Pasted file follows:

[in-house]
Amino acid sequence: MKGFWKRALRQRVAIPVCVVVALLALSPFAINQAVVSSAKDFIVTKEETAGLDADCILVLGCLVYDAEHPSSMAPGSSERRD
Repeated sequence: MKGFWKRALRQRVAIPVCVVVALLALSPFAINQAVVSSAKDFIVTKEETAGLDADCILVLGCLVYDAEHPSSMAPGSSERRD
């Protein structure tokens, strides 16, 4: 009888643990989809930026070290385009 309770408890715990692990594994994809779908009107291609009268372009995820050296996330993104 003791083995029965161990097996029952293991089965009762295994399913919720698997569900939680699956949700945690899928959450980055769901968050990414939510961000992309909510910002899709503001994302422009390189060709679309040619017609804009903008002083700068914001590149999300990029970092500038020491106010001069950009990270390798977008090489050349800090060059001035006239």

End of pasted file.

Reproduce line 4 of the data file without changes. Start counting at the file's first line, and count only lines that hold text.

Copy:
């Protein structure tokens, strides 16, 4: 009888643990989809930026070290385009 309770408890715990692990594994994809779908009107291609009268372009995820050296996330993104 003791083995029965161990097996029952293991089965009762295994399913919720698997569900939680699956949700945690899928959450980055769901968050990414939510961000992309909510910002899709503001994302422009390189060709679309040619017609804009903008002083700068914001590149999300990029970092500038020491106010001069950009990270390798977008090489050349800090060059001035006239």